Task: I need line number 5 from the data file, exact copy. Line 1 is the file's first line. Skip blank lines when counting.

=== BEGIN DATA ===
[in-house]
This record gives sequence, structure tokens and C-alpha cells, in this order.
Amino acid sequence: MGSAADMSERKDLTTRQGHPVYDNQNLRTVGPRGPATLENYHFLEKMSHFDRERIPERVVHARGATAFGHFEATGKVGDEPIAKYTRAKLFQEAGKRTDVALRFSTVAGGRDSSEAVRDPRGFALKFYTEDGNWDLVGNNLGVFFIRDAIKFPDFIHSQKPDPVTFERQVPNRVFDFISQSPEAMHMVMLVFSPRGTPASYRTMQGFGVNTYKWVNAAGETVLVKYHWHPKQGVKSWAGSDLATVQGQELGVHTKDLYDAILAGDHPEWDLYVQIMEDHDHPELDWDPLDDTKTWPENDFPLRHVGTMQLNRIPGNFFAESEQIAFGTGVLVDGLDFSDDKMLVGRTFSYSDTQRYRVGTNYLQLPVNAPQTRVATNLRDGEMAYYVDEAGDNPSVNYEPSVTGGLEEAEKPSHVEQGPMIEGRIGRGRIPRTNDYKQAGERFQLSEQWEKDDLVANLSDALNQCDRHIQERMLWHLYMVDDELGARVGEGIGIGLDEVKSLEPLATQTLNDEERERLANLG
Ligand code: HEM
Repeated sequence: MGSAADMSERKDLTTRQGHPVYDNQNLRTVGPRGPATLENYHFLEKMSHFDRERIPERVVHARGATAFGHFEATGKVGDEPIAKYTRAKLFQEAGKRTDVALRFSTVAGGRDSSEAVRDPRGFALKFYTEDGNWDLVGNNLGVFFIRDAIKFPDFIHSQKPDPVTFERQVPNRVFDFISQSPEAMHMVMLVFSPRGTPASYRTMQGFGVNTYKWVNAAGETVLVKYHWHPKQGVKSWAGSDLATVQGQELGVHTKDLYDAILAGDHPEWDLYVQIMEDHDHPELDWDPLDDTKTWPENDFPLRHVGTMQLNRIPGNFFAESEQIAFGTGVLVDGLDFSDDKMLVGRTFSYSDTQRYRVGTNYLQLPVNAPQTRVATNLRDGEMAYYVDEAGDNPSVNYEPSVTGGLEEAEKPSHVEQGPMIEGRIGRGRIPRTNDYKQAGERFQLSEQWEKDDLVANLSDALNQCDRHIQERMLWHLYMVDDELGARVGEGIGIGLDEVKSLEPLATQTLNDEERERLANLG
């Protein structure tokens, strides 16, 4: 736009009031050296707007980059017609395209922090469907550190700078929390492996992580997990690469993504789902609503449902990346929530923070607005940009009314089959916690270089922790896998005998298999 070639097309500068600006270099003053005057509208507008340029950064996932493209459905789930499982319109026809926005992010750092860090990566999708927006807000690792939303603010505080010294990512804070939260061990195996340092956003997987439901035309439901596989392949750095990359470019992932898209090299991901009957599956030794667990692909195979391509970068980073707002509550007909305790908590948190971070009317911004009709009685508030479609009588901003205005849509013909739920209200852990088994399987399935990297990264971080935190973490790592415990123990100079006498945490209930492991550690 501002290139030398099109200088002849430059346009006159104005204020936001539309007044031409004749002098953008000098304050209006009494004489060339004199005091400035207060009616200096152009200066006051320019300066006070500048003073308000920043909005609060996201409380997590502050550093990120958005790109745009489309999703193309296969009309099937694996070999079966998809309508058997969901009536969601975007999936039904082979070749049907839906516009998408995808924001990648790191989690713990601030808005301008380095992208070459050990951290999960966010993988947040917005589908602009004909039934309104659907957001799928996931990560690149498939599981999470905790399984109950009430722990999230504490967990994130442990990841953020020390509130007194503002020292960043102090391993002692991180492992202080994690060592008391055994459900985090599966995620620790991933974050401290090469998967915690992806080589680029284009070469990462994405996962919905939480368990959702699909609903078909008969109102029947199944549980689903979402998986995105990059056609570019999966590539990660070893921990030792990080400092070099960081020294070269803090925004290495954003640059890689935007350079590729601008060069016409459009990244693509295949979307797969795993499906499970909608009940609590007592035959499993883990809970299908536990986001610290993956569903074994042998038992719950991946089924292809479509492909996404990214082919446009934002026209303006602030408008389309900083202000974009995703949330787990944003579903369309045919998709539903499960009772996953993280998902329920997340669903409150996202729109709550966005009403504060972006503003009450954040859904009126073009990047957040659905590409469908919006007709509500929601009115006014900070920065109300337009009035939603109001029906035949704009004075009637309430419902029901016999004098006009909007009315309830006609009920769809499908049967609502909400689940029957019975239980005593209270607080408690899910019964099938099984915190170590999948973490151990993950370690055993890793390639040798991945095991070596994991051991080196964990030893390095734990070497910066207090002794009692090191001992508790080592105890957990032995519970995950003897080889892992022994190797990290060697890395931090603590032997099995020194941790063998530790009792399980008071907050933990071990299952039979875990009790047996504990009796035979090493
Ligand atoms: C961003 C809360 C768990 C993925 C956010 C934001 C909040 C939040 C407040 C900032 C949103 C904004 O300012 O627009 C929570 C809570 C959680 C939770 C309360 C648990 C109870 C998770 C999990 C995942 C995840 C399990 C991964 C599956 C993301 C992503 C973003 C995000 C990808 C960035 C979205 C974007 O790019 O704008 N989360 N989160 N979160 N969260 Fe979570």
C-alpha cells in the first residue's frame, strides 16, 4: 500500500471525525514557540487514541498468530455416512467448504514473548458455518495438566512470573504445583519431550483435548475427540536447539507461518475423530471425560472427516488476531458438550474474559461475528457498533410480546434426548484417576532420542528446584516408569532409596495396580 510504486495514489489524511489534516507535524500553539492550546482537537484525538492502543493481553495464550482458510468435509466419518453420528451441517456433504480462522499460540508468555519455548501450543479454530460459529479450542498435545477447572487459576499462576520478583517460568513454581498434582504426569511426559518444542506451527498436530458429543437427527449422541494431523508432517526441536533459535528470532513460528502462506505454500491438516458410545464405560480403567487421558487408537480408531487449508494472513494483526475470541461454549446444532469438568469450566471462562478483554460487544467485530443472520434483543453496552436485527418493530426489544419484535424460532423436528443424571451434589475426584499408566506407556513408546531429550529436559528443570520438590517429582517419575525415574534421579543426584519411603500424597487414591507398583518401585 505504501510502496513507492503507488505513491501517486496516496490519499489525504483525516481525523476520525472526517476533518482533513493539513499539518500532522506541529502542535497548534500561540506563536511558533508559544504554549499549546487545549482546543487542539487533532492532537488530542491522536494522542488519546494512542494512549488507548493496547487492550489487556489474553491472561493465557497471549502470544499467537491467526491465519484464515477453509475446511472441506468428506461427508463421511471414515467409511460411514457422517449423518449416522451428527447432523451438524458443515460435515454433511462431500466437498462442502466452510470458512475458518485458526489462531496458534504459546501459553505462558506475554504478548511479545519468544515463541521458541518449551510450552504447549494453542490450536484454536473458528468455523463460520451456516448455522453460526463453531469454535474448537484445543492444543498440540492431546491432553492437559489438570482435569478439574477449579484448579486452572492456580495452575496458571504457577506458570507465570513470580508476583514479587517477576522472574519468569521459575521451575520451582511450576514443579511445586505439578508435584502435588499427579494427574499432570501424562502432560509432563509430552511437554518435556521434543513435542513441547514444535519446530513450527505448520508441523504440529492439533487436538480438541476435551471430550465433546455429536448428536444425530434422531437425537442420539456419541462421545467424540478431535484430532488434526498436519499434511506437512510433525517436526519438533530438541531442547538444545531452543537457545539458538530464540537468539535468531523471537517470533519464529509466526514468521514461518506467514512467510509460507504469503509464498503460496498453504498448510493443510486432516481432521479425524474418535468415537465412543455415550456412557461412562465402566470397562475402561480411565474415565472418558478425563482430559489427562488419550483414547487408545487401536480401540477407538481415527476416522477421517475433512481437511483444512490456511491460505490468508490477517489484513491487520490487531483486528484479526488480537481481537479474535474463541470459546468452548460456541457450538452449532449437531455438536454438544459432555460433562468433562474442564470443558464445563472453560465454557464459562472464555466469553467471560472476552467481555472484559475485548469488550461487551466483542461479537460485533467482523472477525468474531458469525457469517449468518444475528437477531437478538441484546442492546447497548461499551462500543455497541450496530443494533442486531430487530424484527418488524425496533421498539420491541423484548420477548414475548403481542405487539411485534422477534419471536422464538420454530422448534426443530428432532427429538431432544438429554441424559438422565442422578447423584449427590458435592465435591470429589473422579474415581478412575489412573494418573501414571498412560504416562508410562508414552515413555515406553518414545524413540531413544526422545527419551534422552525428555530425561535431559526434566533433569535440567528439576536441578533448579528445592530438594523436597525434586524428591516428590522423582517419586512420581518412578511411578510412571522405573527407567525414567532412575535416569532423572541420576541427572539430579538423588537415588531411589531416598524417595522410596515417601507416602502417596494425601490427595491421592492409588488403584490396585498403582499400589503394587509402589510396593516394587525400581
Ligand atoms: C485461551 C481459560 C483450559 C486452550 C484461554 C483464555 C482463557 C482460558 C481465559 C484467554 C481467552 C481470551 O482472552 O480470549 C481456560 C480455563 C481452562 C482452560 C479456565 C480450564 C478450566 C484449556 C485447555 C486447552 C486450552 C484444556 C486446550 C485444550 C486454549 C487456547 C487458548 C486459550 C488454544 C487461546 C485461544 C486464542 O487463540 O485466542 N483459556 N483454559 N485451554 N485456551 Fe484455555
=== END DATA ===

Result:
Repeated sequence: MGSAADMSERKDLTTRQGHPVYDNQNLRTVGPRGPATLENYHFLEKMSHFDRERIPERVVHARGATAFGHFEATGKVGDEPIAKYTRAKLFQEAGKRTDVALRFSTVAGGRDSSEAVRDPRGFALKFYTEDGNWDLVGNNLGVFFIRDAIKFPDFIHSQKPDPVTFERQVPNRVFDFISQSPEAMHMVMLVFSPRGTPASYRTMQGFGVNTYKWVNAAGETVLVKYHWHPKQGVKSWAGSDLATVQGQELGVHTKDLYDAILAGDHPEWDLYVQIMEDHDHPELDWDPLDDTKTWPENDFPLRHVGTMQLNRIPGNFFAESEQIAFGTGVLVDGLDFSDDKMLVGRTFSYSDTQRYRVGTNYLQLPVNAPQTRVATNLRDGEMAYYVDEAGDNPSVNYEPSVTGGLEEAEKPSHVEQGPMIEGRIGRGRIPRTNDYKQAGERFQLSEQWEKDDLVANLSDALNQCDRHIQERMLWHLYMVDDELGARVGEGIGIGLDEVKSLEPLATQTLNDEERERLANLG